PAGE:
Enough of the theory part. Now, let’s do the hands-on building of the recommendation engine.

from import RegressionEvaluator
from import ALS

Inference: Here, we are importing two main modules:

  1. Regression Evaluator: This module helps analyze and evaluate our model. Remember one thing the mathematics behind the recommendation engine is an adaptation of Linear algebra.
  2. ALS: As discussed, we are working on the concept of ALS to build the model. Hence, it is imported from the recommendation package.
data_rec ='movielens_ratings.csv',inferSchema=True,header=True)


regression evaluator

Inference: Now, we are reading the movie lens dataset by using PySpark’s read.csv function, keeping the inferSchema and header tagged as True. In the output section, one can see the top 20 rows of this particular dataset.



[Row(movieId=2, rating=3.0, userId=0),
 Row(movieId=3, rating=1.0, userId=0),
 Row(movieId=5, rating=2.0, userId=0),
 Row(movieId=9, rating=4.0, userId=0),
 Row(movieId=11, rating=1.0, userId=0)]

Inference: Head method is just another way to look closely at the dataset as it returns the Row object, which holds the values and subsequent column names.



head method recommendation system

Inference: Describe function is quite informative when getting the statistical information about the dataset. For example, we can see the maximum and minimum rating, the total count of records, and other statistical measures like mean and standard deviation.

Train Test Split for Recommendation System

This is an important step in any machine learning pipeline development which eventually splits the dataset into training and testing sets to see how our model will perform in the case of unseen data.

While doing the same when building a recommendation system, we need to keep one thing in our mind that many times conclusively it is hard to determine how the system will perform in some topics, mainly when it is subjective.

(training, test) = data_rec.randomSplit([0.8, 0.2])

Inference: With tuple unpacking, we are holding the training and testing data by splitting it using the random split method into 80% and 20%, respectively.

Note: We have a smaller dataset; hence we are taking more percentage of data as the training set.

Model Building in Recommendation System

So we are in the model building phase where we will use the Alternate Least Squares method as an algorithm to build the system. Note that we have to deal with multiple parameters previously discussed.

Let’s build the model now!

als = ALS(maxIter=5, regParam=0.01, userCol="userId", itemCol="movieId", ratingCol="rating")
model =

Inference: Firstly, the ALS object is initiated, and we also provided relevant parameters and their values to start the model building phase. Then, the fit method is used on the training data.

Now, let’s evaluate the model that we just trained above!

predictions = model.transform(test)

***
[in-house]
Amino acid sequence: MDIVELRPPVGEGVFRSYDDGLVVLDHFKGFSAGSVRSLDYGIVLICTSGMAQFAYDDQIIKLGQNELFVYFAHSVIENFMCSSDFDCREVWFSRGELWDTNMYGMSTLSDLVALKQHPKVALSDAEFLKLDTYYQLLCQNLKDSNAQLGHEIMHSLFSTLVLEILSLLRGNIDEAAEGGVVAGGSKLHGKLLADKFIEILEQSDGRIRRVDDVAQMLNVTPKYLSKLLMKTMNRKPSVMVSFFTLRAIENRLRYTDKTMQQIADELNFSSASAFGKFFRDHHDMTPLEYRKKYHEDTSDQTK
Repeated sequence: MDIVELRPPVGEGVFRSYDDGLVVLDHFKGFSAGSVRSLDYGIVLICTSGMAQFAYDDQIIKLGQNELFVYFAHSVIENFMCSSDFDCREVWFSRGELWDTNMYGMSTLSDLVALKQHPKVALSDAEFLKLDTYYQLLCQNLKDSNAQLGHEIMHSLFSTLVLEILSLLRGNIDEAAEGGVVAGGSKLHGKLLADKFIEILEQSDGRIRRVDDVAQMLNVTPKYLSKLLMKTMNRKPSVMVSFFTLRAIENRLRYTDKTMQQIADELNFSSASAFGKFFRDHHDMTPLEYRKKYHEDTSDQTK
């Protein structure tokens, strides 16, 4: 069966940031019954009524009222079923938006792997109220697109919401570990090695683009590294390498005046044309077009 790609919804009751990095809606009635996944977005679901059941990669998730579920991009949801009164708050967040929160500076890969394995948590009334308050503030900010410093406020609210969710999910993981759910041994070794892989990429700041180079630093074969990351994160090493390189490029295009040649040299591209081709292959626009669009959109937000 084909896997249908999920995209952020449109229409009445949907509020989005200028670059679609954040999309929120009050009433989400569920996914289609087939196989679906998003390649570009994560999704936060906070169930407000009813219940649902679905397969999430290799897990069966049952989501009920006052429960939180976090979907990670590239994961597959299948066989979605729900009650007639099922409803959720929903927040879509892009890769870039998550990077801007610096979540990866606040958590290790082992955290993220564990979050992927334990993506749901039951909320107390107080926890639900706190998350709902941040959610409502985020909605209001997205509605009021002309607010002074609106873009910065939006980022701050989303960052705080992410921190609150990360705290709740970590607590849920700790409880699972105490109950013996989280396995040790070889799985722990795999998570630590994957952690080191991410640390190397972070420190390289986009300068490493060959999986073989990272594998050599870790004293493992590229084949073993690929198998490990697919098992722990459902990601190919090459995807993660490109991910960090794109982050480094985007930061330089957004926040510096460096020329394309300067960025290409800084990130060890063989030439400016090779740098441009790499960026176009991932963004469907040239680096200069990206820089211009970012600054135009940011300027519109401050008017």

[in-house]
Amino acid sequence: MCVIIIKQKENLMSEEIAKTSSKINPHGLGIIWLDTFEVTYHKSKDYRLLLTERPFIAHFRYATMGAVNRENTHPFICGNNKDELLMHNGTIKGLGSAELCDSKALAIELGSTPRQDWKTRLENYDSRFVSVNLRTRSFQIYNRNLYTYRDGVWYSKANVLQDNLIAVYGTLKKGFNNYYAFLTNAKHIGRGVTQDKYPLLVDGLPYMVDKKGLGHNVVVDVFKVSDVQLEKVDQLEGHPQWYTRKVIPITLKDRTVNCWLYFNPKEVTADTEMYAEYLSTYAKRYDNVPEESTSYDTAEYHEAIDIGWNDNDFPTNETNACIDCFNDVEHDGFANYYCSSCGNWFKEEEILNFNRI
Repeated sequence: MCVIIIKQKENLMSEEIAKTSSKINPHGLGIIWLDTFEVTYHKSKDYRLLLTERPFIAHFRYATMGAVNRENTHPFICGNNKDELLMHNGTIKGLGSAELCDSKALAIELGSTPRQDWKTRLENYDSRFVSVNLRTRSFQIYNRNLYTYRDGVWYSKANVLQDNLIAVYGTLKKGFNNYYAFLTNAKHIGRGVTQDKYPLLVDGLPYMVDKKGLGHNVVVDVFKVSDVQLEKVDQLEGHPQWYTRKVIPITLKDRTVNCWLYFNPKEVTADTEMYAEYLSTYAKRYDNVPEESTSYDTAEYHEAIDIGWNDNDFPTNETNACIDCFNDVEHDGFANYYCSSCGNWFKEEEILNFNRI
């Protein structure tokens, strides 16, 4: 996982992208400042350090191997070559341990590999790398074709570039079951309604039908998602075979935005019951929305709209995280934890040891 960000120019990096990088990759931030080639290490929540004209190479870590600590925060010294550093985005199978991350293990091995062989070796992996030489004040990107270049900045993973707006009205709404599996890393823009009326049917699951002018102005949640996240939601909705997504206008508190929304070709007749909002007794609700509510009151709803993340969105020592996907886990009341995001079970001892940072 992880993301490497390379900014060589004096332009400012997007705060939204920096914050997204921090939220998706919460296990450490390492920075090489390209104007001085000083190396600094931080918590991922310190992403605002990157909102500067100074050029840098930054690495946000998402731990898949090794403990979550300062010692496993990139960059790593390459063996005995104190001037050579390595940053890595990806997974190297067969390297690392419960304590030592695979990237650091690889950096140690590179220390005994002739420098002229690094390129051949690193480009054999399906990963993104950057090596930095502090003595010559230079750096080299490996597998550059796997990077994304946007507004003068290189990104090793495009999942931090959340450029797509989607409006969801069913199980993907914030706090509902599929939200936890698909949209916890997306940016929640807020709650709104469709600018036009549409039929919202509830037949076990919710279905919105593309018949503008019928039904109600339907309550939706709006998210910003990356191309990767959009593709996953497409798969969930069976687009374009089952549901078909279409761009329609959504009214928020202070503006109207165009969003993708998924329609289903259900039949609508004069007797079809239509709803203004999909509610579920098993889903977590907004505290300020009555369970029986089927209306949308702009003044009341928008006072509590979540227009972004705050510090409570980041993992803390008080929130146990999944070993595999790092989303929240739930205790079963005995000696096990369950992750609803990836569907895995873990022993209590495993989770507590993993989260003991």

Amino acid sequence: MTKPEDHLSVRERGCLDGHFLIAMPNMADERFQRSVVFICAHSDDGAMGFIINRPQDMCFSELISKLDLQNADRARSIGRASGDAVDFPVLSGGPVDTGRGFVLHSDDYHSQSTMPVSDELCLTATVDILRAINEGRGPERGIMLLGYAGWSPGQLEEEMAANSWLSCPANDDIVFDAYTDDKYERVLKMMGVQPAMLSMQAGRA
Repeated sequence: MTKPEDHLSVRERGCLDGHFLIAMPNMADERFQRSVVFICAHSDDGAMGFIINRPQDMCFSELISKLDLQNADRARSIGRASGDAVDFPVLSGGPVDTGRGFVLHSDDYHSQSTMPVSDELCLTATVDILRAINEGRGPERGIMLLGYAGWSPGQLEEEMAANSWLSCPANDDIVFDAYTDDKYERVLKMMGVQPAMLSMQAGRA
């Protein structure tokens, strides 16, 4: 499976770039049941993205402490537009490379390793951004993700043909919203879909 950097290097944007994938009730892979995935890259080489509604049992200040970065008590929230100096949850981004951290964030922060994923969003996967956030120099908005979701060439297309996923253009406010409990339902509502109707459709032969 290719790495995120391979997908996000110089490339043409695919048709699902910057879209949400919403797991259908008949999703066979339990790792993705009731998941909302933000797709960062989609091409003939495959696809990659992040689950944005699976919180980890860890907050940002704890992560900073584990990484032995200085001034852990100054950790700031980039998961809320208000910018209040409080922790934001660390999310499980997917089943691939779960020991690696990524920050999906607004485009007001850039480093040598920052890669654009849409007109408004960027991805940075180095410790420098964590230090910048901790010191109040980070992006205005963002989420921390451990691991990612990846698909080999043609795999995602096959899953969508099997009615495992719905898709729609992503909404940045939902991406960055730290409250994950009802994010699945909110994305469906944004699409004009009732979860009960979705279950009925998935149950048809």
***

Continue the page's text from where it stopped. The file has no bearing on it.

Inference: As the recommendation system is built on top of linear algebra hence Root Mean Square Error i.e., RMSE, will be the right choice to evaluate the model, and for that, we will use the transform method.



Inference: Now, one can see the new column populated as “prediction,” which will eventually tell us about what rating our model predicted for a specific movie ID.

evaluator = RegressionEvaluator(metricName="rmse", labelCol="rating",predictionCol="prediction")
rmse = evaluator.evaluate(predictions)
print("Root-mean-square error = " + str(rmse))


Root-mean-square error = 1.577312369917389

Inference: Here, we learned how our model has performed by looking at the RMSE value. Which was attained by the RegressionEvaluator object and specifying the metric name as RMSE and other mandatory parameters.

Note: The RMSE value describes the errors we will supposed to get compared to the actual results.


Here comes the last part of the article, where we will discuss everything we have done by far in this article, i.e., importing the relevant libraries to evaluate the model built to predict the movie rating.

  1. First, we started with theoretical knowledge about the recommendation engines, imported and loaded the PySpark relevant libraries, and then read the movie lens dataset.
  2. Then we learned how to implement the collaborative filtering using PySpark later, for transformation stuff, we split the dataset into training and testing sets.
  3. In the last step, we carry forward with the model building phase, and later for evaluation purposes, we evaluated the model using RMSE metrics.

Here’s the repo link to this article. I hope you liked my article on Building your recommendation system using MLIB. If you have any opinions or questions, comment below.

Connect with me on LinkedIn for further discussion on MLIB or otherwise.

The media shown in this article is not owned by Analytics Vidhya and is used at the Author’s discretion.

Aman Preet Gulati 02 Sep 2022